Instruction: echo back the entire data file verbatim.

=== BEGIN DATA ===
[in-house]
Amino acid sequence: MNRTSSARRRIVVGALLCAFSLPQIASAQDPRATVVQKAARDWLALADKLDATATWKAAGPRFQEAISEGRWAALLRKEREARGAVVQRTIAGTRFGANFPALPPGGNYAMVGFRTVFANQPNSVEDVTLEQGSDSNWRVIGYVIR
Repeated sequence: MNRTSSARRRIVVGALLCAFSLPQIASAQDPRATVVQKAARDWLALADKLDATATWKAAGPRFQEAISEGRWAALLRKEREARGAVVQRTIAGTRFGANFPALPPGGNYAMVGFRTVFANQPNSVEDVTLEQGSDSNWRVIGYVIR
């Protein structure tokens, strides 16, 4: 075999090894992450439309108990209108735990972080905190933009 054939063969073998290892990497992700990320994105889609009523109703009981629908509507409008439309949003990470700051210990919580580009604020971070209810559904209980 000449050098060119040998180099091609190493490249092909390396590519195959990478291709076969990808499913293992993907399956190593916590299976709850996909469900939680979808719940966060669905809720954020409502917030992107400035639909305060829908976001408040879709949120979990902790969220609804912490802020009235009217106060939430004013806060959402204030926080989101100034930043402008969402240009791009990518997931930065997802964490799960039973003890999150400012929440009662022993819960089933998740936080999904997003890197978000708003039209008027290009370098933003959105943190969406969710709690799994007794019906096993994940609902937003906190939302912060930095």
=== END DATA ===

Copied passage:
[in-house]
Amino acid sequence: MNRTSSARRRIVVGALLCAFSLPQIASAQDPRATVVQKAARDWLALADKLDATATWKAAGPRFQEAISEGRWAALLRKEREARGAVVQRTIAGTRFGANFPALPPGGNYAMVGFRTVFANQPNSVEDVTLEQGSDSNWRVIGYVIR
Repeated sequence: MNRTSSARRRIVVGALLCAFSLPQIASAQDPRATVVQKAARDWLALADKLDATATWKAAGPRFQEAISEGRWAALLRKEREARGAVVQRTIAGTRFGANFPALPPGGNYAMVGFRTVFANQPNSVEDVTLEQGSDSNWRVIGYVIR
């Protein structure tokens, strides 16, 4: 075999090894992450439309108990209108735990972080905190933009 054939063969073998290892990497992700990320994105889609009523109703009981629908509507409008439309949003990470700051210990919580580009604020971070209810559904209980 000449050098060119040998180099091609190493490249092909390396590519195959990478291709076969990808499913293992993907399956190593916590299976709850996909469900939680979808719940966060669905809720954020409502917030992107400035639909305060829908976001408040879709949120979990902790969220609804912490802020009235009217106060939430004013806060959402204030926080989101100034930043402008969402240009791009990518997931930065997802964490799960039973003890999150400012929440009662022993819960089933998740936080999904997003890197978000708003039209008027290009370098933003959105943190969406969710709690799994007794019906096993994940609902937003906190939302912060930095």